July 02, 2020

02

Pine Cones 06/19/2020 04 — Indian Land, South Carolina, June 19, 2020
History is always coming around.
The times are always changing.
Coming and going.
For better or for worse.
For better and for worse.
Better for whom?
Worse for whom?
Only time will tell.

"The more things change,
the more they stay the same."
Time tells that much all the time.
"The poor will be with us always."
Some things never change.

"No matter how things are,
somebody wants it to be different."
"Everything could be 
more like it ought to be
than it is."
The work in the service of the good
is never done.

"The Good is the enemy of the Best."
"The Best is the enemy of the Good."
Perspective shifts see the enemy everywhere.
"Who's on first?"
"NO! Who's on second!"
How do we live together
in ways we all like?
It would be easier to live together
in ways we don't like,
but are, at least, livable for everyone.

How do we live together 
in ways that are livable for everyone?

Tax everyone according to their means.
Pay everyone a living wage
adjustable to the cost of living.
A fair and reasonable tax structure
with no loopholes
and no favoritism
and good faith all the way around,
is the solution to all of our problems today.
And every day.

So, why won't it fly?
Because there are those of us
who want more than we need
to live the life we want to live--
which is different
from the life that needs us to live it.

Greed in the service of unquenchable desire
is the source of all of our problems today.
That is why
"The more things change,
the more they remain the same."
If you want to change something,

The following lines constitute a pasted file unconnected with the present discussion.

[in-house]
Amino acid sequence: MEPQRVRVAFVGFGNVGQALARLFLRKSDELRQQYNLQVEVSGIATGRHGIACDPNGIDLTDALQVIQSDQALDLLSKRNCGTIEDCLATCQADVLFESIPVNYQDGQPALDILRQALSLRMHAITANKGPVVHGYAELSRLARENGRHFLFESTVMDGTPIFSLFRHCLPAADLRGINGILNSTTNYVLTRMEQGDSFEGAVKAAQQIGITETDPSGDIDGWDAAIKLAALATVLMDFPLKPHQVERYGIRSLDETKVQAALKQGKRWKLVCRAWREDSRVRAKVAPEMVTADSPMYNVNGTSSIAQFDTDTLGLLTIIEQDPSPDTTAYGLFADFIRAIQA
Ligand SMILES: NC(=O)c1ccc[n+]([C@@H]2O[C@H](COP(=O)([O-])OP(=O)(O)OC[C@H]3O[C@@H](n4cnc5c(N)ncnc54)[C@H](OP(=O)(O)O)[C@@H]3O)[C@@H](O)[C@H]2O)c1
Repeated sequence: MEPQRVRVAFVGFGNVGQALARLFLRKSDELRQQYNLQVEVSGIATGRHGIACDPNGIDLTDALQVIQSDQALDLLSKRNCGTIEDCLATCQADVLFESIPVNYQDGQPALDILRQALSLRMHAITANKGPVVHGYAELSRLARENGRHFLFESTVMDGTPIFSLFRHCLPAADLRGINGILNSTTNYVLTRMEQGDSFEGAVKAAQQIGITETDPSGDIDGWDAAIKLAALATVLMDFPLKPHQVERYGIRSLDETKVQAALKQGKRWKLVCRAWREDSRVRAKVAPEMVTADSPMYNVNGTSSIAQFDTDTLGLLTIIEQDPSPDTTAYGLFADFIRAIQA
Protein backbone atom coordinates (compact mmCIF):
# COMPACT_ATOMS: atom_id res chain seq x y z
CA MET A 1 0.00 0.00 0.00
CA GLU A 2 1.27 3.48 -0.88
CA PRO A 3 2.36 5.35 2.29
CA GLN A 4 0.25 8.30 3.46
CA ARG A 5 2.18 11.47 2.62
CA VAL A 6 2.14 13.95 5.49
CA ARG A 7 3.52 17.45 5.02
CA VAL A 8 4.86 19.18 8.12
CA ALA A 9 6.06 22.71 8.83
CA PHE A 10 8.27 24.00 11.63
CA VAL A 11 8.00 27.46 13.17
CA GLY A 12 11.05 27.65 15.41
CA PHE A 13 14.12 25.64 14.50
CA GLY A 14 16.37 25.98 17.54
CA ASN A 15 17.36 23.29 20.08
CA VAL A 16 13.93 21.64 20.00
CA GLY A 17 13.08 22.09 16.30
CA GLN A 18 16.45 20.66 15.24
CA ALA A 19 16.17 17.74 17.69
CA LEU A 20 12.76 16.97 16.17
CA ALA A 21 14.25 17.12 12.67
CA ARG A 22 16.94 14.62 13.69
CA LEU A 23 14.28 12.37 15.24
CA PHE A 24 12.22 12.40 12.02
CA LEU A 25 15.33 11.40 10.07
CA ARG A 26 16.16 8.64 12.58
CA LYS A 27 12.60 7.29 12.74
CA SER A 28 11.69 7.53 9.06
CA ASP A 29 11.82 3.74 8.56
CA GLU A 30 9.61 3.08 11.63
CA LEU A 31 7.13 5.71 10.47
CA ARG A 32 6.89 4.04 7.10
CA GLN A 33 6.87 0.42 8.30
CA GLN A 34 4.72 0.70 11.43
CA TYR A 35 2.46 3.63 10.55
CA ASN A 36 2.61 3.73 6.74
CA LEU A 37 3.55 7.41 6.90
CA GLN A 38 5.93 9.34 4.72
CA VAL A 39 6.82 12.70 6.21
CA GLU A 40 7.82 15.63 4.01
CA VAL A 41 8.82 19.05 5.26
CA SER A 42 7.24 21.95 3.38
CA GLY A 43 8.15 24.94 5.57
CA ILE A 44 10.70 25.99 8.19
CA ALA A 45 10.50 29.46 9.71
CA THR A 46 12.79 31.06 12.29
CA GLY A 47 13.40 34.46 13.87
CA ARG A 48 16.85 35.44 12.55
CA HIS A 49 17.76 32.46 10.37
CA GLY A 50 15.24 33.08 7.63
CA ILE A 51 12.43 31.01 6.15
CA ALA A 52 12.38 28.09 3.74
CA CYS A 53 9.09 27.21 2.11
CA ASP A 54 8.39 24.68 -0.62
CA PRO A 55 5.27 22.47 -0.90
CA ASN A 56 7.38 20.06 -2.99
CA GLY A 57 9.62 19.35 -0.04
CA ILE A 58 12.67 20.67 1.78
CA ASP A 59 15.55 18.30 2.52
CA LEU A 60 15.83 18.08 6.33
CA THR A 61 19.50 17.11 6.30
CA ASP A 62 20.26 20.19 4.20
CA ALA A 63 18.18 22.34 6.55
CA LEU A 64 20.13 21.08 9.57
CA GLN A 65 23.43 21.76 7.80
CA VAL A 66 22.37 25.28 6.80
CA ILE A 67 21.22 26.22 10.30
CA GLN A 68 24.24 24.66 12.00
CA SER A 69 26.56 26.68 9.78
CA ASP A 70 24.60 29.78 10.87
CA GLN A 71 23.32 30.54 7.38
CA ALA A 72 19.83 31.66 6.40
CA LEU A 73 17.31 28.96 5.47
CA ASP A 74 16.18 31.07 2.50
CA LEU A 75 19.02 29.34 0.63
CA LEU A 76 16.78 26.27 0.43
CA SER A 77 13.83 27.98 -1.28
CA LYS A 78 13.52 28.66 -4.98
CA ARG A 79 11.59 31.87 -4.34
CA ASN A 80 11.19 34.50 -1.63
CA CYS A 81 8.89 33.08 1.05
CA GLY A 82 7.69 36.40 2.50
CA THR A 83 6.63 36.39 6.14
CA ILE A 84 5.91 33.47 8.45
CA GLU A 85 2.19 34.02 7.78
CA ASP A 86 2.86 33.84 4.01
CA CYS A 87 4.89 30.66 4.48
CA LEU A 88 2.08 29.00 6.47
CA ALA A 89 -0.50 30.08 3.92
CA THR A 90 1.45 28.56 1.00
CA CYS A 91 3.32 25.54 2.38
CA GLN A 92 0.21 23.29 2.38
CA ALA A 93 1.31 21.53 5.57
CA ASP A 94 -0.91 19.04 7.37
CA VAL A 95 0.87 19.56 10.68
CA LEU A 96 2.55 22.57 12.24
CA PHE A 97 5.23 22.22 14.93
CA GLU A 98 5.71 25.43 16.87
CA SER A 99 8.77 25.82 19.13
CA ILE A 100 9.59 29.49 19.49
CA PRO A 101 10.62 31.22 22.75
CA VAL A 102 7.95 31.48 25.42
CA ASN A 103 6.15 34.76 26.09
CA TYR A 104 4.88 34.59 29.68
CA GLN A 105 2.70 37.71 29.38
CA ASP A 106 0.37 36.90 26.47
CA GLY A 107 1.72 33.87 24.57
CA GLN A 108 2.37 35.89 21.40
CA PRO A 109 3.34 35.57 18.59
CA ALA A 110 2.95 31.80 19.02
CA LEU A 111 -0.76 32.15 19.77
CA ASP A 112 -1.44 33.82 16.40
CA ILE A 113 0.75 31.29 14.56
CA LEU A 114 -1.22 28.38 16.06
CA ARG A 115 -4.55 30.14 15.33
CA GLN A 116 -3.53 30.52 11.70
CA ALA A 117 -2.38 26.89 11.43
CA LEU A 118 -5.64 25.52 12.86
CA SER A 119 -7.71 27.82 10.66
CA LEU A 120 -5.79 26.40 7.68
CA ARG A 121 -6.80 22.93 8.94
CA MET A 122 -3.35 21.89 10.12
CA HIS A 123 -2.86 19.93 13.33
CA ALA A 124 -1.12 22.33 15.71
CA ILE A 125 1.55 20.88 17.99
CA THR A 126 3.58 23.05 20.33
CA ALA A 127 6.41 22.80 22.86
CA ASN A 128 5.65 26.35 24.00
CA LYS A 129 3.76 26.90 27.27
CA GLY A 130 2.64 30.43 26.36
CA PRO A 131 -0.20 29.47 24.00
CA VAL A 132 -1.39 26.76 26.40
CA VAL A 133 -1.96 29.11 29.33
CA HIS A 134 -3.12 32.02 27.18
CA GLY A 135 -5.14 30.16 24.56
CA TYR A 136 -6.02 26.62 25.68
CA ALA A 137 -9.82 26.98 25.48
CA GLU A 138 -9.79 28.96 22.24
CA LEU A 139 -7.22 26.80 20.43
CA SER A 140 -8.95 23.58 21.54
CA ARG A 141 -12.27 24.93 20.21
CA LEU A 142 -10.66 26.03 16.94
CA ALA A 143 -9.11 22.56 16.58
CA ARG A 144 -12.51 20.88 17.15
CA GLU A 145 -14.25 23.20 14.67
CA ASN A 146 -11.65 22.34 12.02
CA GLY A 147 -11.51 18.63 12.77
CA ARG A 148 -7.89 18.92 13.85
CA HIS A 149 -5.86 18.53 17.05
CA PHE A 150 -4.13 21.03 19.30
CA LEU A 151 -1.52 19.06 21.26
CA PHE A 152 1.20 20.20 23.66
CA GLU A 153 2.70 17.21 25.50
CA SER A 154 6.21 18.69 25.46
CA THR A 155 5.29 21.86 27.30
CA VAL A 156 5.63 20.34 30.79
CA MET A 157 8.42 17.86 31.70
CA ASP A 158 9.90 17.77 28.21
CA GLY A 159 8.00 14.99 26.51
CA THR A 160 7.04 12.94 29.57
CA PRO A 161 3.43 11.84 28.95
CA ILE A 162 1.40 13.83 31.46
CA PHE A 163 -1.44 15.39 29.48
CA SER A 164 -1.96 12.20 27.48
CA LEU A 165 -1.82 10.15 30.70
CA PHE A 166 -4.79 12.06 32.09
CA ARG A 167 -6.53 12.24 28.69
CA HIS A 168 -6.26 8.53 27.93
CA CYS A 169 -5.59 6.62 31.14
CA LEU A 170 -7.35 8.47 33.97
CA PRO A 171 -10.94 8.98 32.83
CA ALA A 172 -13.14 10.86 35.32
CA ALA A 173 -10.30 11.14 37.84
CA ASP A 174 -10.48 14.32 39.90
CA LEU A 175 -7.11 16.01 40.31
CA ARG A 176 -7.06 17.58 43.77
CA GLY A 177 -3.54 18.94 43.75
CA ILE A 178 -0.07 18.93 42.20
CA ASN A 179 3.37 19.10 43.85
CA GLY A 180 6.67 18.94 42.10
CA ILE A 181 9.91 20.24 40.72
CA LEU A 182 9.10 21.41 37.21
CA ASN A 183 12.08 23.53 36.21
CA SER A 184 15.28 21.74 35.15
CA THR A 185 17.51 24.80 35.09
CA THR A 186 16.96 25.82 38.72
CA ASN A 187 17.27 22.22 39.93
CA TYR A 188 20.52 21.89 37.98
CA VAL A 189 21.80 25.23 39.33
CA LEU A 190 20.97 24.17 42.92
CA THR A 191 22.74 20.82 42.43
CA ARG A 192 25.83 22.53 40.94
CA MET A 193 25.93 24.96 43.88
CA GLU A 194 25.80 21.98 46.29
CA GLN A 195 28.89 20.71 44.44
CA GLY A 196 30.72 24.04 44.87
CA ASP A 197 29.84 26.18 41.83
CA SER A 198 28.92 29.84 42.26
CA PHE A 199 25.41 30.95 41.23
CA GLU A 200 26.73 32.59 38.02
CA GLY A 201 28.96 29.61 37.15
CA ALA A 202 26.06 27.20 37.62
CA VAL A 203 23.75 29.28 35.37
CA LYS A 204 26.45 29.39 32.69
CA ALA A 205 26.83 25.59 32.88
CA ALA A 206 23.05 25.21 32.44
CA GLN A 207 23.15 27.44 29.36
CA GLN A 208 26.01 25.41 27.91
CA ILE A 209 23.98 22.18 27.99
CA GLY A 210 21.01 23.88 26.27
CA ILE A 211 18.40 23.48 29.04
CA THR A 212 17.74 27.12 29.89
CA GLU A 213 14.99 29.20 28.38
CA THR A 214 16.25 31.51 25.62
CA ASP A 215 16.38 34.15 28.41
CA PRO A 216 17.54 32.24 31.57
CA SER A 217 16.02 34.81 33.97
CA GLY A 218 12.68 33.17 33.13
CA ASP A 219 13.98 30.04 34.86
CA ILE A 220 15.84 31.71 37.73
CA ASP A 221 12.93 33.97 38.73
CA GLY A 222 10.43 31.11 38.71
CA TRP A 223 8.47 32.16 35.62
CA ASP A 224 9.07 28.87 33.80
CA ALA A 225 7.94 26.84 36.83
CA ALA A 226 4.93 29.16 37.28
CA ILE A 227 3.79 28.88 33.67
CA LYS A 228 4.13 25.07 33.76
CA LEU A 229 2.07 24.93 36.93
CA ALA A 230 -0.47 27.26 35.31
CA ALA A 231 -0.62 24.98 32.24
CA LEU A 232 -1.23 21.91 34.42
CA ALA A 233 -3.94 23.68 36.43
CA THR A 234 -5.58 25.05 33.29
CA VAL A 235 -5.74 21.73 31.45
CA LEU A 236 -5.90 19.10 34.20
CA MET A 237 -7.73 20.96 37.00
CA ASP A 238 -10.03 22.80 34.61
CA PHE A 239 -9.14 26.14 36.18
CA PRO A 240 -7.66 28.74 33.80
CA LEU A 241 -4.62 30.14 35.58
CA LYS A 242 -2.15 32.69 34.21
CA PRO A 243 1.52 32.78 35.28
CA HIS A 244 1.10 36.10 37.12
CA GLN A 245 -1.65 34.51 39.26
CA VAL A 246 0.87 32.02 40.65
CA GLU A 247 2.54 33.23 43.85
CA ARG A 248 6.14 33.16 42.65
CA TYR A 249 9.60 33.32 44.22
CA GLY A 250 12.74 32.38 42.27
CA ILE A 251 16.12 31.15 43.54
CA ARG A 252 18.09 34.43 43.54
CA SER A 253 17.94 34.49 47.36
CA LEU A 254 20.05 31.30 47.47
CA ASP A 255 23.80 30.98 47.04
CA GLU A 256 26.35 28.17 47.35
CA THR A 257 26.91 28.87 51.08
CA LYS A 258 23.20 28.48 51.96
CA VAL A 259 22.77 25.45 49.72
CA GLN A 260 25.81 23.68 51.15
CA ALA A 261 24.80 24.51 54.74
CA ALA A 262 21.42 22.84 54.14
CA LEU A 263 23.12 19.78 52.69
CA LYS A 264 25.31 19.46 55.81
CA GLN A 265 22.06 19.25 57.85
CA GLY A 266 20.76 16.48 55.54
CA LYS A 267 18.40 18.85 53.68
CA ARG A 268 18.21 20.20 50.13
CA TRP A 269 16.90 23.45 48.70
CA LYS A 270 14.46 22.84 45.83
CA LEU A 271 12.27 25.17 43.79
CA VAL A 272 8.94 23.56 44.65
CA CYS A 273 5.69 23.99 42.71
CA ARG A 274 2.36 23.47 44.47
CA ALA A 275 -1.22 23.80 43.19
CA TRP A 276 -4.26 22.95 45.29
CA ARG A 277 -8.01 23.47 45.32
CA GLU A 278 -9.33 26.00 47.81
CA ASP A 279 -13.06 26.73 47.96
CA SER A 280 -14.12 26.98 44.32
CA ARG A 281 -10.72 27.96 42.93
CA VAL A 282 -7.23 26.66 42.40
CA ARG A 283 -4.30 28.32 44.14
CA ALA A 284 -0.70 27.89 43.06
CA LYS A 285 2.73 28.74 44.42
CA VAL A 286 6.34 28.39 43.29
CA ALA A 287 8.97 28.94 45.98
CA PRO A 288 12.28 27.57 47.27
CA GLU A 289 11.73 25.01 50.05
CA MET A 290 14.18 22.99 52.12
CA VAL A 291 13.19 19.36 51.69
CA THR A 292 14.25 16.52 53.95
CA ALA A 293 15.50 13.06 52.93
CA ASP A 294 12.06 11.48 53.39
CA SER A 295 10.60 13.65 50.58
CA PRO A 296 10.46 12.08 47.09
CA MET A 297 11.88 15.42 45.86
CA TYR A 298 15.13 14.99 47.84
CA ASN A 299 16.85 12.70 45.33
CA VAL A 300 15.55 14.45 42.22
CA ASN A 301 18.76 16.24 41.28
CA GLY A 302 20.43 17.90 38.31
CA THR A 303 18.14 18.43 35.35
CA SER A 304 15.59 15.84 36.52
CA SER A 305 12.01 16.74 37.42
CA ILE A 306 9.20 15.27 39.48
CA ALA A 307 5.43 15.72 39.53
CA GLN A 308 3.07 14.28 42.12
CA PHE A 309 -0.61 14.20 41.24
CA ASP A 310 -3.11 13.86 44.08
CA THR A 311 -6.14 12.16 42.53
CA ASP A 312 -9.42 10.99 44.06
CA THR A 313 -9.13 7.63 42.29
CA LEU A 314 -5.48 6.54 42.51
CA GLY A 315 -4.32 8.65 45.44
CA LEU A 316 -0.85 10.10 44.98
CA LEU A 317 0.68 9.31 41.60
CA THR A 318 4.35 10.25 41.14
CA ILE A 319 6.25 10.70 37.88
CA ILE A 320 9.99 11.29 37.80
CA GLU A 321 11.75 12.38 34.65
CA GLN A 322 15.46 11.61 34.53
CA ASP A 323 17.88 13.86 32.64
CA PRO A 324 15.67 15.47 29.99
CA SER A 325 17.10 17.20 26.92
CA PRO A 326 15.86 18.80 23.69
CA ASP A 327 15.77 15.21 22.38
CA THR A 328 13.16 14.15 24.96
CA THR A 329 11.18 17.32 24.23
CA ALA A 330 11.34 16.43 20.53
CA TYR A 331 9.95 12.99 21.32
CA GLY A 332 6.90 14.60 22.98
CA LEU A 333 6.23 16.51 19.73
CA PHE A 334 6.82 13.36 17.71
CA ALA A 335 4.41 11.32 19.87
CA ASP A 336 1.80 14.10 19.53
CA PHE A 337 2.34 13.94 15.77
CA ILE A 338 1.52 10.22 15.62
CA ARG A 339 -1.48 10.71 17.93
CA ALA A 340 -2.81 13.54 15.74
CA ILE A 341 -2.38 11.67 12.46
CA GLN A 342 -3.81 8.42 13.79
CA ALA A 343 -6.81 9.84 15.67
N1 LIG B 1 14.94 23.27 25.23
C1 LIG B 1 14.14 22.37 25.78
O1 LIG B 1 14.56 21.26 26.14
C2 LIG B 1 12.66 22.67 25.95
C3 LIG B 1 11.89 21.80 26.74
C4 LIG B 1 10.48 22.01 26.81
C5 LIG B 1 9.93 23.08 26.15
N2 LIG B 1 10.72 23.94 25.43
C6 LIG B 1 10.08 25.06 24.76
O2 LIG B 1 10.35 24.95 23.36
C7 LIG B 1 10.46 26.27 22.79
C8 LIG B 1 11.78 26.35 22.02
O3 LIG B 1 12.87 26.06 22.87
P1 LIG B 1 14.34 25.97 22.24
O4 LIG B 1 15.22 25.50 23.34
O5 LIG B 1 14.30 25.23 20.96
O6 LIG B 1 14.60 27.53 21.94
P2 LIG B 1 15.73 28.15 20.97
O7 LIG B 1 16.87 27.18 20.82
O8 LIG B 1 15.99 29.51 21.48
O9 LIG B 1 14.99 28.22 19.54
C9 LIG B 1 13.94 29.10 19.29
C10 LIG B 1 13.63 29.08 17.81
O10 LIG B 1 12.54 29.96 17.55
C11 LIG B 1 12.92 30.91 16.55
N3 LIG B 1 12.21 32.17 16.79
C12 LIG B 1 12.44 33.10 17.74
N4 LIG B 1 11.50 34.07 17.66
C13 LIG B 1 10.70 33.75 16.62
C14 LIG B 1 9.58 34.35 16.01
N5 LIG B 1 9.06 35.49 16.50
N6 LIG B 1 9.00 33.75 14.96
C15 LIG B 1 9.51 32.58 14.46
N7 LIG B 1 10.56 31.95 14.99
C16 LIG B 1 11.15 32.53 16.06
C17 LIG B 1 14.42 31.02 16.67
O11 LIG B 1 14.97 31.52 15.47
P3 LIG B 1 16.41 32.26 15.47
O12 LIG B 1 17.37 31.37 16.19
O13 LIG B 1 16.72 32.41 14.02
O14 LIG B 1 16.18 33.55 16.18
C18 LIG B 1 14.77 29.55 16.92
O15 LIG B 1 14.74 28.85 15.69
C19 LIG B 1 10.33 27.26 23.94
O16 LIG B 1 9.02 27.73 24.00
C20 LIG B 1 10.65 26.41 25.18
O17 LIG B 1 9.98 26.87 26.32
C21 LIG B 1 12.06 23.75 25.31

change that.

–0–

01

Cypress Pond — On a Private Preserve in Eastern North Carolina around November, 2004
On June, 25, 2014, I wrote,

Our life is up to us.

We actually have to live it.

Why hold anything back?

Why try to save ourselves from that which can save us?

Only one thing means anything: Living our life
the way it needs us to live it!

At the end of the movie, Jersey Boys, 
Frankie Valli, 
reflecting on his career, 
said, “They ask ya, ‘What was the high point?’ 
The hall of fame, 
sellin’ all those records, 
pullin’ Sherry outta the hat?' 
It was all great. 
But the first time the four of us 
made that sound under the street light, 
our sound, 
when everything dropped away 
and all there was, 
was the music…
that was the best.”

The challenge for each of us 
is to find our music, 
and live it—
to let the music live us—
and see everything that happens to us, 
both positive and negative, 
as an opportunity 
to further align ourselves with the music, 
dance with what life brings us, 
and become who we are.

We are afraid to do that,
and think there is something better than that—
like safety, and security, and never stepping out of line—
because we’ve never stood under a street light
and made the music
only we can make.

But the music is there waiting
for us to show up.

That was written six years ago
and the music is still waiting.

What's your music?
What is your life?
We don't have any idea
because we have so many ideas,
all of which
revolve around having money
and having it made.

We want the fame
and the fortune,
but it's the music.

Ask a musician if they know
what Frankie Valli is talking about.
Ask them if they can remember a time
when it all dropped away
and they became one with the music,
and the music was playing them,
singing them,
and they disappeared into the music,
were lost in the music,
were the music.

Ask them how often it happened.
And what they would give
for it to happen all the time.

Can you remember anything like that 
happening to you?

What do you think your equivalent to the music
might be?
Was?
Could be?

What life is waiting
still,
even yet,
even now,
for you to live it?

What's holding you back?

Why hold anything back?

Published by jimwdollar

I'm retired, and still finding my way--but now, I don't have to pretend that I know what I'm doing. I retired after 40.5 years as a minister in the Presbyterian Church USA, serving churches in Louisiana, Mississippi and North Carolina. I graduated from Austin Presbyterian Theological Seminary, in Austin, Texas, and Northwestern State University in Natchitoches, Louisiana. My wife, Judy, and I have three daughters, three sons-in-law, and five granddaughters, and are enjoying our retirement as much as we have ever enjoyed anything.

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